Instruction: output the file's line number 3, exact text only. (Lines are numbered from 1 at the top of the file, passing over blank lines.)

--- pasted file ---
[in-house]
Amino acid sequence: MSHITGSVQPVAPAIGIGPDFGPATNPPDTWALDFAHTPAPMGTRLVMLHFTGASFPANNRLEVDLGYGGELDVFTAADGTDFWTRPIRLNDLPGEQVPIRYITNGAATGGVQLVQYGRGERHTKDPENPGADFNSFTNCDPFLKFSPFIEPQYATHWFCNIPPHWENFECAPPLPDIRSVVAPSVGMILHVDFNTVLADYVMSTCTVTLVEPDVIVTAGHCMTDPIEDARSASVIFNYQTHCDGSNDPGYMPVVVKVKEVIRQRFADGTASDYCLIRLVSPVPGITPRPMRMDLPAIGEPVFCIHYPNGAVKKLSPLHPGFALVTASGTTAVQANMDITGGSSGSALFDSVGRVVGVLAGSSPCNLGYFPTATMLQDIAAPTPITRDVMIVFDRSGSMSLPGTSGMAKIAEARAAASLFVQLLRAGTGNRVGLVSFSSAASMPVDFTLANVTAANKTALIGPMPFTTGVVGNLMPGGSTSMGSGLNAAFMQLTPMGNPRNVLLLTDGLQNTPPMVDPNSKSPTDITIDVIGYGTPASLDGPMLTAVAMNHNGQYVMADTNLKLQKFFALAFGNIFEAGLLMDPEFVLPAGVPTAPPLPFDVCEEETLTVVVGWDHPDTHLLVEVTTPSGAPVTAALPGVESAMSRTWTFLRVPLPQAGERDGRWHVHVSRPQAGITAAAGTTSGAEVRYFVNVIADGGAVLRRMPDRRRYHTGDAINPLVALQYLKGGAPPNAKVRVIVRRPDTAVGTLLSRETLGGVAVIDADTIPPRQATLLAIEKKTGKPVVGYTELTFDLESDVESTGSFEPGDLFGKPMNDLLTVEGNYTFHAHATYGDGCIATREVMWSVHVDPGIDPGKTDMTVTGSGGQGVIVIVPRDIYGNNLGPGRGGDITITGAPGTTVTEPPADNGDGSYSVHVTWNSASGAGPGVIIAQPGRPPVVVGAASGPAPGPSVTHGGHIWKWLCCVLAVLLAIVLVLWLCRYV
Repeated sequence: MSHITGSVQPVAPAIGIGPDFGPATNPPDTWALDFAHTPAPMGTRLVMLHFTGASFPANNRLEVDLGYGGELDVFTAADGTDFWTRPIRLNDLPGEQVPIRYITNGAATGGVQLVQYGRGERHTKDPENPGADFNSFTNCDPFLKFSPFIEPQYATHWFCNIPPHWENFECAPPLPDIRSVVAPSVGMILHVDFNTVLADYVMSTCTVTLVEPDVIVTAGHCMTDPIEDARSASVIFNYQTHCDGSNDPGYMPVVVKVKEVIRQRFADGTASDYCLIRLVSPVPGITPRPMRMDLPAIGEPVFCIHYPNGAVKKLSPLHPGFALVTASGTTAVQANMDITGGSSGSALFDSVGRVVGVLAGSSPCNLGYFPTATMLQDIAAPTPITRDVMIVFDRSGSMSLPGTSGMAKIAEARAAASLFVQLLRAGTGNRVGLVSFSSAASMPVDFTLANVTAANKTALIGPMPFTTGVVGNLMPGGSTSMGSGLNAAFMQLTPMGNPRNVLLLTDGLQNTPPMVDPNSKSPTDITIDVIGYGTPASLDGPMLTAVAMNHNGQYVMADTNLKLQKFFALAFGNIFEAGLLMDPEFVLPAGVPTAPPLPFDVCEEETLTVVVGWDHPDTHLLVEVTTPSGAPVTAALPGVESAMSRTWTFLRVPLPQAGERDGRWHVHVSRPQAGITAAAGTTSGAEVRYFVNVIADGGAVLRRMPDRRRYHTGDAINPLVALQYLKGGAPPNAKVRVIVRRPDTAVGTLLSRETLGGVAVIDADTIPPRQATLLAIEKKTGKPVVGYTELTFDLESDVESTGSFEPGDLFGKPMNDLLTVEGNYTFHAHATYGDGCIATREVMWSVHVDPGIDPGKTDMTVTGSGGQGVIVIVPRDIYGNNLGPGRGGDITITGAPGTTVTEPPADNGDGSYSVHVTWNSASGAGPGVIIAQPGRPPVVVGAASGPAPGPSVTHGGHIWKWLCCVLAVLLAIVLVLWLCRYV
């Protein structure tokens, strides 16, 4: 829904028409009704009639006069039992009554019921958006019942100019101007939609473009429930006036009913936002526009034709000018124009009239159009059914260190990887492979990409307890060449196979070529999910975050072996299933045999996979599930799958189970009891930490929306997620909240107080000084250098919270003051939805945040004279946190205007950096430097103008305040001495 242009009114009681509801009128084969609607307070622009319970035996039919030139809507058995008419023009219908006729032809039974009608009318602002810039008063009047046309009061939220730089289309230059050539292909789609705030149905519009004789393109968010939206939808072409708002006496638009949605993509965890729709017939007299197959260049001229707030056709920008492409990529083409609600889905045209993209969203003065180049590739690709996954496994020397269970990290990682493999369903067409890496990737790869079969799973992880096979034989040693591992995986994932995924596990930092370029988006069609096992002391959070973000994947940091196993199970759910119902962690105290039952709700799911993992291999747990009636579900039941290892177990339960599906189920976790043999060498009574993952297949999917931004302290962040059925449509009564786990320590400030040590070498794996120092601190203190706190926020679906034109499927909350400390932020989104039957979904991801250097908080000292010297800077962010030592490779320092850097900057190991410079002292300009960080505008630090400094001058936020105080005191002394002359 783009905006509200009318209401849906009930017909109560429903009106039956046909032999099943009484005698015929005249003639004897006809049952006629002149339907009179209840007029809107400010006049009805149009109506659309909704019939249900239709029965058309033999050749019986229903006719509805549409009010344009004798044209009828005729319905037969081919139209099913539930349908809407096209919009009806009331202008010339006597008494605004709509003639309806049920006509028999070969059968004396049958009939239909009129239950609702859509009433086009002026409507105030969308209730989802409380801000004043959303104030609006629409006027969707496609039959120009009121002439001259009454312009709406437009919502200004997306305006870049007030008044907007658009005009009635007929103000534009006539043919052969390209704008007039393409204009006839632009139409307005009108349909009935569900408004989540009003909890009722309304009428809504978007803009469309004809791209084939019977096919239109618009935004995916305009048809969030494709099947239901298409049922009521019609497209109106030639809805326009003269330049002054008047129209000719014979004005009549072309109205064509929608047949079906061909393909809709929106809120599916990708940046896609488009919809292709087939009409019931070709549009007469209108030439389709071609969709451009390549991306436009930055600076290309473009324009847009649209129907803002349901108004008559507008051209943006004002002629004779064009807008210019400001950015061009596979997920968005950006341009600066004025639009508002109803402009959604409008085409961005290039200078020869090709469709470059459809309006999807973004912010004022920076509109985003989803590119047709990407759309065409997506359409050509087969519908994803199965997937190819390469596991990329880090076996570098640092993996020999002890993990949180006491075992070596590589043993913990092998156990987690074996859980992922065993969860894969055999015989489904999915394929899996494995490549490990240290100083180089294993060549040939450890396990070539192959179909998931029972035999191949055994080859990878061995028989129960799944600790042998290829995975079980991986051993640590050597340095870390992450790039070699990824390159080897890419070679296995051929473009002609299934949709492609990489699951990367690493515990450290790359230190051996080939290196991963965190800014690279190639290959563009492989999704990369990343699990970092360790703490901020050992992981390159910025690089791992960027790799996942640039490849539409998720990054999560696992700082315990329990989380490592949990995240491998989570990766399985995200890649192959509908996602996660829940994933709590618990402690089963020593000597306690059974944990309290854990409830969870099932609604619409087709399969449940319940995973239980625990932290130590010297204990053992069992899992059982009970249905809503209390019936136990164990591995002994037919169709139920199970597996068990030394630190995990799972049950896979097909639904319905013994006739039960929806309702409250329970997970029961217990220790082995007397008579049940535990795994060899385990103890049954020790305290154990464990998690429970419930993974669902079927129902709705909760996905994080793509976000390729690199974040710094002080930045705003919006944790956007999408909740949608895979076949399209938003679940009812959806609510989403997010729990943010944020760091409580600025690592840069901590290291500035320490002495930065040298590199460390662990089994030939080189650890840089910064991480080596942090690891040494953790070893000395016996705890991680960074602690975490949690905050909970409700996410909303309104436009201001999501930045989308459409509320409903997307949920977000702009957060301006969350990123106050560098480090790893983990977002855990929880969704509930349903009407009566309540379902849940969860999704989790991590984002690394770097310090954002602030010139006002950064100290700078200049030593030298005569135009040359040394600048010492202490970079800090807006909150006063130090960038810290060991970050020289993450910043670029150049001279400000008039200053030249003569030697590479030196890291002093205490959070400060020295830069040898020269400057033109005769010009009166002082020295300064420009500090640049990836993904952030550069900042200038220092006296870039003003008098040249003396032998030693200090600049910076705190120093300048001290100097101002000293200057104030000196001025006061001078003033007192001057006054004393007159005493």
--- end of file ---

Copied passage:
Repeated sequence: MSHITGSVQPVAPAIGIGPDFGPATNPPDTWALDFAHTPAPMGTRLVMLHFTGASFPANNRLEVDLGYGGELDVFTAADGTDFWTRPIRLNDLPGEQVPIRYITNGAATGGVQLVQYGRGERHTKDPENPGADFNSFTNCDPFLKFSPFIEPQYATHWFCNIPPHWENFECAPPLPDIRSVVAPSVGMILHVDFNTVLADYVMSTCTVTLVEPDVIVTAGHCMTDPIEDARSASVIFNYQTHCDGSNDPGYMPVVVKVKEVIRQRFADGTASDYCLIRLVSPVPGITPRPMRMDLPAIGEPVFCIHYPNGAVKKLSPLHPGFALVTASGTTAVQANMDITGGSSGSALFDSVGRVVGVLAGSSPCNLGYFPTATMLQDIAAPTPITRDVMIVFDRSGSMSLPGTSGMAKIAEARAAASLFVQLLRAGTGNRVGLVSFSSAASMPVDFTLANVTAANKTALIGPMPFTTGVVGNLMPGGSTSMGSGLNAAFMQLTPMGNPRNVLLLTDGLQNTPPMVDPNSKSPTDITIDVIGYGTPASLDGPMLTAVAMNHNGQYVMADTNLKLQKFFALAFGNIFEAGLLMDPEFVLPAGVPTAPPLPFDVCEEETLTVVVGWDHPDTHLLVEVTTPSGAPVTAALPGVESAMSRTWTFLRVPLPQAGERDGRWHVHVSRPQAGITAAAGTTSGAEVRYFVNVIADGGAVLRRMPDRRRYHTGDAINPLVALQYLKGGAPPNAKVRVIVRRPDTAVGTLLSRETLGGVAVIDADTIPPRQATLLAIEKKTGKPVVGYTELTFDLESDVESTGSFEPGDLFGKPMNDLLTVEGNYTFHAHATYGDGCIATREVMWSVHVDPGIDPGKTDMTVTGSGGQGVIVIVPRDIYGNNLGPGRGGDITITGAPGTTVTEPPADNGDGSYSVHVTWNSASGAGPGVIIAQPGRPPVVVGAASGPAPGPSVTHGGHIWKWLCCVLAVLLAIVLVLWLCRYV